The Right Way to Rehome
None of us are excused from the unexpected changes life has in store. Whether we find ourselves expecting a child, making a big move, getting laid off from our job or having financial issues, we have all been faced with life-altering decisions. Overshadowed by the news, our furry companions often become the victim when we don’t properly plan to include them in our new life. It us our responsibility as pet owners to include our animals in every phase of our life, because to our pets we are their whole lives.
Owner surrenders accounted for 24% of the total animals the SPCA Albrecht Center took in last year (up from 22% in 2017). This statistics doesn’t include the animals that were adopted and later returned to the shelter. Reasons varied as to why an animal was surrendered, but according to Petfinder, the following are the top reasons for owner surrenders: moving, landlord does not allow pets, too many animals in the household, cost of pet maintenance, personal problems, inadequate facilities, not having enough time, pet illness, biting, allergies, house soiling and incompatibility with other pets (www.petfinder.com).
I want to make it clear that the number one way to prevent rehoming or surrendering is to be a responsible pet owner before adopting. Making an honest assessment of the time, money and care it will take to own a pet can save our companions from a future inside a shelter. The SPCA Albrecht Center’s website details “Things to Consider” when deciding whether a pet can fit into your lifestyle: LetLoveLive.org/Things-To-Consider.
Sometimes we make a careful and conscious decision to adopt, but later find ourselves in a tough situation. Still, there are many options to consider before surrendering your pet to an already overcrowded shelter. If you’re moving, use websites like Apartmentlist.com, which offer pet policy details and pet-friendly listings. For behavior issues, which are usually just a byproduct of stress or boredom, meet with a trainer or do some online research and train at home. If you’re burdened with pet care costs, look for affordable veterinary care in your area, like the SPCA Albrecht Center’s Veterinary Care Center. Affordable toys and other pet supplies can even be found at our area SPCA Thrift Store (1589 Whiskey Road in Aiken).
For those that have completely run out of options and must rehome their pet, here are some steps to take before surrendering to a shelter (the last resort). Take these steps as soon as possible. If it comes down to having to surrender to a shelter, many times there is a waitlist weeks or sometimes months long:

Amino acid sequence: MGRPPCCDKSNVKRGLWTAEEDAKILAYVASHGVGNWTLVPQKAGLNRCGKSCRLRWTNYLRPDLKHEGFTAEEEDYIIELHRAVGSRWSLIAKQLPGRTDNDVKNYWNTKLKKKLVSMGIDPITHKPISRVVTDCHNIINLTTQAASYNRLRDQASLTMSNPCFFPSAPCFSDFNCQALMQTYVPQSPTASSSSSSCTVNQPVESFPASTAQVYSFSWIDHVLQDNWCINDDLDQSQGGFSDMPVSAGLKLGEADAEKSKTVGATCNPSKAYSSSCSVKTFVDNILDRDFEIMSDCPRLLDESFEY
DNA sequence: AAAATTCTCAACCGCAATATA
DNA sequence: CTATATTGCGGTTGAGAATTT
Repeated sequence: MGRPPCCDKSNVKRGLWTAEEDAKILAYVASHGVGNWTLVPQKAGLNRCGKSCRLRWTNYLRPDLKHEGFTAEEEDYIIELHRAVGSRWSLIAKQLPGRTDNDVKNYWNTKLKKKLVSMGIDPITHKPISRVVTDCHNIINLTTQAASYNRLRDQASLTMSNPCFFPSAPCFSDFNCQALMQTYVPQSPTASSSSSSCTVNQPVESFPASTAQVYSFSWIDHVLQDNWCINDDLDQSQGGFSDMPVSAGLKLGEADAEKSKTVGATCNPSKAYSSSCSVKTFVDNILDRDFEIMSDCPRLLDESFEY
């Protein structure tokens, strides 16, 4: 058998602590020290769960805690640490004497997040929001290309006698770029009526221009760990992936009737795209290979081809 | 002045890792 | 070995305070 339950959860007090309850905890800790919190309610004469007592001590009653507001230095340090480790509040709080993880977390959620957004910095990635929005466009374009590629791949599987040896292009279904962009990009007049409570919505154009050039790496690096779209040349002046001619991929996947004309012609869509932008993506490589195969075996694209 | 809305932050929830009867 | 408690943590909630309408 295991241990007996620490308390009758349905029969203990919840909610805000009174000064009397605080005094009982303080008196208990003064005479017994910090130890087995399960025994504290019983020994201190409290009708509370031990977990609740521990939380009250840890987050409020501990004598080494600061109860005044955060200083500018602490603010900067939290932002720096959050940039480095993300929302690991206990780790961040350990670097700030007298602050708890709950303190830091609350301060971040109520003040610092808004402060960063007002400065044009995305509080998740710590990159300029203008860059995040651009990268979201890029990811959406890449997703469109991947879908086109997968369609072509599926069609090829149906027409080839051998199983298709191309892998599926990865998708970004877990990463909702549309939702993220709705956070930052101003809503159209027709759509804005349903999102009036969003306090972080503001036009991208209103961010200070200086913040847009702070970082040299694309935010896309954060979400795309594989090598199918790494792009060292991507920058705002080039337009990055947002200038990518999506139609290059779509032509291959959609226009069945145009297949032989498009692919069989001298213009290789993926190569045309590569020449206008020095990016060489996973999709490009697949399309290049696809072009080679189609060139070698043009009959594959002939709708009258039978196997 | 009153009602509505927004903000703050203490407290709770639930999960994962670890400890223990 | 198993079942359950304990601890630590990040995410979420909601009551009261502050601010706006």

Reach out to family and friends to rehome. Finding a home with someone that your pet has already been around rather than taking them to a shelter will save your companion from a lot of stress.
Use a website like Adopt-A-Pet to rehome (www.rehome.adoptapet.com). You can upload your pet’s information and create an application to screen potential adopters and find the best-fit home for your companion.
Create a flyer or newspaper ad for your pet to find a new home. Be sure to meet with any interested adopters and get to know them and see if they are the right fit. (IMPORTANT: NEVER list your pet as ‘free to a good home.’ Those looking to abuse animals will look for these kinds of ads as they can get the pet for free without any paperwork or identification tied to the adoption – a win-win for the abuser.)
Reach out to breed specific or local rescue groups and see if they have room to take in your pet. Again, the environment of a rescue group will likely be less stressful.
If all else fails, reach out to your local shelter to discuss surrendering. To ensure your pet does not have to wait long for adoption, please be sure all vaccinations are up to date and your pet is spayed/neutered.
We understand pet owners forced with surrendering do not normally take this decision lightly. The SPCA Albrecht Center is committed to educating and assisting local pet owners and are happy to council you and your family through this process if it is unavoidable. Please visit our website for details and resources regarding rehoming your pet: LetLoveLive.org/Rehome.
An Aiken native and self-proclaimed cat lady, Claire Grimes is the SPCA Albrecht Center’s Development Director. She attended College of Charleston, where she graduated with a degree in Nonprofit Business and interned with Charleston Animal Society, the leader in No-Kill South Carolina. She is excited to now be working in animal welfare in her hometown and is proud of the community's robust efforts to better the lives of Aiken’s animals. Her family includes her husband, adopted black lab Ozzy, and two always-hungry kitties, Anakin and Luna (plus, in spirit, her late pup Sophie).